Chung-Cheng Hsieh DSc
|Institution||University of Massachusetts Medical School|
|Address||University of Massachusetts Medical School|
364 Plantation Street, LRB
Worcester MA 01605
|Institution||UMMS - Graduate School of Biomedical Sciences|
BA Public Health, National Taiwan U 1976
MPH Public Health, National Taiwan U 1978
MS Epidemiology, Harvard School of Public Health, 1980
ScD Epidemiology, Harvard School of Public Health, 1985
Cancer Epidemiology; Prenatal Origin of Cancer
Our laboratory area of interest is cancer epidemiology with research focusing on (1) prenatal origin of cancer risk, with special interest in the association of stem cells and perinatal factors with breast cancer risk, (2) gestational characteristics and maternal risk for breast and ovarian cancer, and (3) breast cancer risk factors for women of different ethnic backgrounds.
It has been hypothesized that the in utero environment and perinatal factors may influence cancer risk of the offspring later in life. We propose a stem cell burden hypothesis to explain how in utero and perinatal factors might impact lifetime breast cancer risk. Individuals with elevated in utero levels of growth factors and hormones will have relatively larger pools of stem cells, such as mammary stem cells, which would increase the probability that oncogenic mutations will occur in one of these cells, thus increasing the risk of getting breast cancer. Our laboratory has ongoing large population-based studies to examine in umbilical cord blood samples the relation between measurements of stem cell potential, such as hematopoietic stem cell, endothelial progenitor and mammary stem cell pools, and perinatal factors, such as endocrine mediators and birth size, with breast cancer risk. We have previously shown that cord blood plasma levels of insulin-like growth factor, estriol and insulin-like growth factor binding protein-3 are positively and significantly correlated with sub-populations of hematopoietic stem cells in normal pregnancies. Furthermore, there is also a positive association between birth weight and stem cell measurements. We have now expanded our studies to include pregnancies with different physiologic characteristics.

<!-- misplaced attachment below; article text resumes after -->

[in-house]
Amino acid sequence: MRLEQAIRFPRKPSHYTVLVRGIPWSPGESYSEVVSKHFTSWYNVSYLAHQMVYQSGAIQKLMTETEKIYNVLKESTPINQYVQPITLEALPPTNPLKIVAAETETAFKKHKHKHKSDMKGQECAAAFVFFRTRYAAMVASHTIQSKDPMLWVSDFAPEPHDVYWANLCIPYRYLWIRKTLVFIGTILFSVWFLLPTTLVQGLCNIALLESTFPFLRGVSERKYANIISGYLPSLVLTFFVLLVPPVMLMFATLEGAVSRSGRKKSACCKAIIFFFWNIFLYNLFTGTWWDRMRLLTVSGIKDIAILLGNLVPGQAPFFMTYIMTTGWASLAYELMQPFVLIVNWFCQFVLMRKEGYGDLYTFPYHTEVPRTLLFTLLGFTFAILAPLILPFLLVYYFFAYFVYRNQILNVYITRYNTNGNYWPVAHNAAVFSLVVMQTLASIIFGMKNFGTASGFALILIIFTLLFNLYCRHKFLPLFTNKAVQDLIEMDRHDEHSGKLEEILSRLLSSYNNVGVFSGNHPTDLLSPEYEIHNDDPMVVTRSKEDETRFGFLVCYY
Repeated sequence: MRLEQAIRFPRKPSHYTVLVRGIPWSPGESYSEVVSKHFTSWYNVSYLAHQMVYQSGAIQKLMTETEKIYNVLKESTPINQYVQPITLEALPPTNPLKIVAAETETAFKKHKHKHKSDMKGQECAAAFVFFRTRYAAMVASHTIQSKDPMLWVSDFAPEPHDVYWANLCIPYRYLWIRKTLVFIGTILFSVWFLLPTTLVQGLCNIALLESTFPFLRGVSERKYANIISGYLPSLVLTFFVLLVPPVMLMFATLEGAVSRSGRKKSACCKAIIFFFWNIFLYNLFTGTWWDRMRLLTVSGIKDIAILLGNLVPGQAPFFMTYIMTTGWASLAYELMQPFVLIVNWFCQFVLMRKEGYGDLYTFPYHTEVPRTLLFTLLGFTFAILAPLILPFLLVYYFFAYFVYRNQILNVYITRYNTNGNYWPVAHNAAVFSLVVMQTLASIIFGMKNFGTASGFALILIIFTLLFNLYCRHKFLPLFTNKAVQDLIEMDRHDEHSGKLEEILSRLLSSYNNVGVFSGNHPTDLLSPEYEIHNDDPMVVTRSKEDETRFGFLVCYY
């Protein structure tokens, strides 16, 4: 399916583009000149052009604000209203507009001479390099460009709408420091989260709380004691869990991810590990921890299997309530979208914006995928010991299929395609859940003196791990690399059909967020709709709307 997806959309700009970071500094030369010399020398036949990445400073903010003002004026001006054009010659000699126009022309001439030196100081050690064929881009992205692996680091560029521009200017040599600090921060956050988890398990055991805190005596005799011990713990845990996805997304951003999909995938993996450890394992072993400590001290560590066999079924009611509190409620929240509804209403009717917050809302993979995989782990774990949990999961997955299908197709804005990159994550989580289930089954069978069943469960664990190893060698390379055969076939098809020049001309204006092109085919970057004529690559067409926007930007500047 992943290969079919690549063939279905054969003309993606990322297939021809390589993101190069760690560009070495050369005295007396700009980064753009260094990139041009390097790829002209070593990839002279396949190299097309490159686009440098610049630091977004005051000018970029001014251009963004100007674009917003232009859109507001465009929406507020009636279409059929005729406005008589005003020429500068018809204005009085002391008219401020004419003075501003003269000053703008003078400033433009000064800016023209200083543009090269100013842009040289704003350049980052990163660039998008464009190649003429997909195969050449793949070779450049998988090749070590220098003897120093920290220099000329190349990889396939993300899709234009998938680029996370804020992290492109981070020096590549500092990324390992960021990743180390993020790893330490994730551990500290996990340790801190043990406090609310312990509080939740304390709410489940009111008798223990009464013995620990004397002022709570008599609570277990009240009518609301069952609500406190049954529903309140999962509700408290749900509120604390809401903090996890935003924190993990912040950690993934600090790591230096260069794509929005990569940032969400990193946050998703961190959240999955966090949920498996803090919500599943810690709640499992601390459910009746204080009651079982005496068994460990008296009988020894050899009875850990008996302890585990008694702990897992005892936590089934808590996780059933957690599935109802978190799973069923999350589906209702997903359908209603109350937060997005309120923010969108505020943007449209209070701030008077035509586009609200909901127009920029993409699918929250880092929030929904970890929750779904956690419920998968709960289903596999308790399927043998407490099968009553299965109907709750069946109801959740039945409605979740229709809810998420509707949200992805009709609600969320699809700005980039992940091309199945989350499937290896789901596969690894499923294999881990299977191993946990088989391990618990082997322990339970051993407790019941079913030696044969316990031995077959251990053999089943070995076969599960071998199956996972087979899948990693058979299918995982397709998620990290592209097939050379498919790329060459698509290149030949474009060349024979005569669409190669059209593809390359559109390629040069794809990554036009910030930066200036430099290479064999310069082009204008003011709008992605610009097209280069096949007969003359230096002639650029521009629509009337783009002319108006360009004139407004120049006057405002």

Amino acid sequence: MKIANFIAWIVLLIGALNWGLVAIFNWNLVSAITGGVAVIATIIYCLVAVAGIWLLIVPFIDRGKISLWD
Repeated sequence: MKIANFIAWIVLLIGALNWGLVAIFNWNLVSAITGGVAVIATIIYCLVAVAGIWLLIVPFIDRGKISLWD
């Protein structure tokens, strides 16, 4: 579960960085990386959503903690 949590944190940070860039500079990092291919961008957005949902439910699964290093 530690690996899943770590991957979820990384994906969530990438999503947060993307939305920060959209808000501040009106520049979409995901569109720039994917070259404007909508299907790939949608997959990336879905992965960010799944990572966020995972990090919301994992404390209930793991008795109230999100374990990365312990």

Studies using experimental animal models are also used to test the hypothesis that mammary gland density is determined in part by the number of mammary stem cells that arise during the in utero period and that the mammary stem cell pool is correlated with exposure to in utero mitogens. Recently, our laboratory has initiated studies to identify candidate biomarkers of reduced breast cancer risk using proteomic technologies. Understanding the mechanisms involved in the sequence of events between early-life exposures and adult cancer is important in cancer prevention research.
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